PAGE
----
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Proc Natl Acad Sci U S A. 1992 Oct 1;89(19):9287-91.

Emergence of the keratinocyte growth factor multigene family during the great ape radiation.

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  • 1Laboratory of Cellular and Molecular Biology, National Cancer Institute, Bethesda, MD 20892.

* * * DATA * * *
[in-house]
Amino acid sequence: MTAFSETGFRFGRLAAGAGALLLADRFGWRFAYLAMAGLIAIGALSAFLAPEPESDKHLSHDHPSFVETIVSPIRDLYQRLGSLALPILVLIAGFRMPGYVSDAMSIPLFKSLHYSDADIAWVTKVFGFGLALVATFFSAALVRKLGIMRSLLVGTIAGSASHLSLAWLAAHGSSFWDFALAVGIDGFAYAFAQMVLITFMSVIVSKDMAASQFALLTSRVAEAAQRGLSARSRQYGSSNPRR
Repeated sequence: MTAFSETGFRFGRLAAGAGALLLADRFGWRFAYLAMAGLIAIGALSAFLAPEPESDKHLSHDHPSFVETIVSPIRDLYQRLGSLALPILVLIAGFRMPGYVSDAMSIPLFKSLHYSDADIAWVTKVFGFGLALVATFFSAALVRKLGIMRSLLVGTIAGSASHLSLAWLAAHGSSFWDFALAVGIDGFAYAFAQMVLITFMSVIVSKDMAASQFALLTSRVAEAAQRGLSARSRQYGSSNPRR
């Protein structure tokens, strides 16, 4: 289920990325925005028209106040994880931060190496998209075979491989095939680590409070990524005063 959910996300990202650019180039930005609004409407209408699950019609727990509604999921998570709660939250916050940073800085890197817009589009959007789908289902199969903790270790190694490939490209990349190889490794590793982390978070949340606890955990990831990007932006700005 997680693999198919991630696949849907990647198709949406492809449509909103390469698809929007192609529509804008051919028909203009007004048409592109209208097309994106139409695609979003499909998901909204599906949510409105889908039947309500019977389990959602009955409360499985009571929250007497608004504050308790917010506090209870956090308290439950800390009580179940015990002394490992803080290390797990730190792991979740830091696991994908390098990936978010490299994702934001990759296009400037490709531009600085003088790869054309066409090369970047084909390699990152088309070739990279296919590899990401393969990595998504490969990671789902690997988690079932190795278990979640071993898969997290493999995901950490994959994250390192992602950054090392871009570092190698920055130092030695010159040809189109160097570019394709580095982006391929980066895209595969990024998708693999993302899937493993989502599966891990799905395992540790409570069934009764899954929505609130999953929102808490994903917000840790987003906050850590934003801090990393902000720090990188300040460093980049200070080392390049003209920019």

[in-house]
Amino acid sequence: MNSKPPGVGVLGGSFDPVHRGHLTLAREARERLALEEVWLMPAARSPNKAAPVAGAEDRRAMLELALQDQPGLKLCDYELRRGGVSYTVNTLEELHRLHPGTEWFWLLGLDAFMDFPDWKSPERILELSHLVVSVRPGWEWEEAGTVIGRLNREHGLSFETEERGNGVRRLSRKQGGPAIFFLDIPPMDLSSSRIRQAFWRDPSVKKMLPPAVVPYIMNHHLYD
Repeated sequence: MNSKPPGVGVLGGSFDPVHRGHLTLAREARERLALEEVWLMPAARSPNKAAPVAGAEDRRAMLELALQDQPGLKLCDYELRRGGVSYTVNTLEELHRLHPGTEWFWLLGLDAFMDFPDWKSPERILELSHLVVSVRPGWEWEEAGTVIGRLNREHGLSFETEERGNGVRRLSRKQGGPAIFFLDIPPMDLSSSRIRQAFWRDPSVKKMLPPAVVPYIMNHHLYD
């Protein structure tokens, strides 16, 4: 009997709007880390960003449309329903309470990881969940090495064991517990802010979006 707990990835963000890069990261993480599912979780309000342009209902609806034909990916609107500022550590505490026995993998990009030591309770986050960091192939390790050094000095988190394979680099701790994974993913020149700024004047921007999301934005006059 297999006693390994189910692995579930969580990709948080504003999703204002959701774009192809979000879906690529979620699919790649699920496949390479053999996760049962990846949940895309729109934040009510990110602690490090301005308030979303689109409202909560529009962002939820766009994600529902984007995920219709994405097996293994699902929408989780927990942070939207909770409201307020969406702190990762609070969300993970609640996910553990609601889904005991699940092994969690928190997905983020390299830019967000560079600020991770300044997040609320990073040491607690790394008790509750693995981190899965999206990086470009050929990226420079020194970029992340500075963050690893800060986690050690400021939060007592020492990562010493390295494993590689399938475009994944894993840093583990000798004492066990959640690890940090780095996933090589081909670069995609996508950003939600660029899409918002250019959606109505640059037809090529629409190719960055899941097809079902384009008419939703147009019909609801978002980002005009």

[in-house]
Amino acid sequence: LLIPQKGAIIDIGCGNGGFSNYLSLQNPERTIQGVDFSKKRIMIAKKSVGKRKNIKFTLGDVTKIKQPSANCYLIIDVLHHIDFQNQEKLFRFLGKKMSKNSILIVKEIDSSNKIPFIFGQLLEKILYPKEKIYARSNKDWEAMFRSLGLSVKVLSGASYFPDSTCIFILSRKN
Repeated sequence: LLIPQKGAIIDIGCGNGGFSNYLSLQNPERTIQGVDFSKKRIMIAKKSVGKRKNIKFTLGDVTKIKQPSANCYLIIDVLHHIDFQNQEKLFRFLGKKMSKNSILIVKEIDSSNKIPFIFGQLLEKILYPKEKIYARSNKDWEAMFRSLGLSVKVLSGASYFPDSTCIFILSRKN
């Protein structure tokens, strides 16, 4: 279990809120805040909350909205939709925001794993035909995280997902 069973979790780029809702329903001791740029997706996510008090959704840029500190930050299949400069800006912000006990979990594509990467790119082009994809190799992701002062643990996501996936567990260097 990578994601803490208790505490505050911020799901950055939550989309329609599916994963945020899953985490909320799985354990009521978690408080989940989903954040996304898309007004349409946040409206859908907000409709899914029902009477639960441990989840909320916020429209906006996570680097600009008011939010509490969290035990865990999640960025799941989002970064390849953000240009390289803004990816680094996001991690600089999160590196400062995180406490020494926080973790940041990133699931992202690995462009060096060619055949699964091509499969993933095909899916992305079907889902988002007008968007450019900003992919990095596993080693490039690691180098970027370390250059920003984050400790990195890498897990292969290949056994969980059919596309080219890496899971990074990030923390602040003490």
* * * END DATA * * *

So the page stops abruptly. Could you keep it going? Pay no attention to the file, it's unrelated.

The structural gene for human keratinocyte growth factor (KGF), a member of the fibroblast growth factor family, consists of three coding exons and two introns typical of other fibroblast growth factor loci. A portion of the KGF gene, located on chromosome 15, is amplified to approximately 16 copies in the human genome, and these highly related copies (which consist of exon 2, exon 3, the intron between them, and a 3' noncoding segment of the KGF transcript) are dispersed to multiple human chromosomes. The KGF-like sequences are transcriptionally active, differentially regulated in various tissues, and composed of three distinct classes of coding sequences that are 5% divergent from each other and from the authentic KGF sequence. Multiple copies of KGF-like genes were also discovered in the genomic DNAs of chimpanzee and gorilla but were not found in lesser apes (gibbon), Old World monkeys (African green monkey and macaques), mice, or chickens. The pattern of evolutionary occurrence suggests that a primordial KGF gene was amplified and chromosomally dispersed subsequent to the divergence of orangutan from African apes but before the trichotomous divergence of human, chimpanzee, and gorilla 5-8 million years ago. The appearance of a transcriptionally active and chromosomally dispersed multigene KGF family may have implications in the evolution of the great apes and humans.

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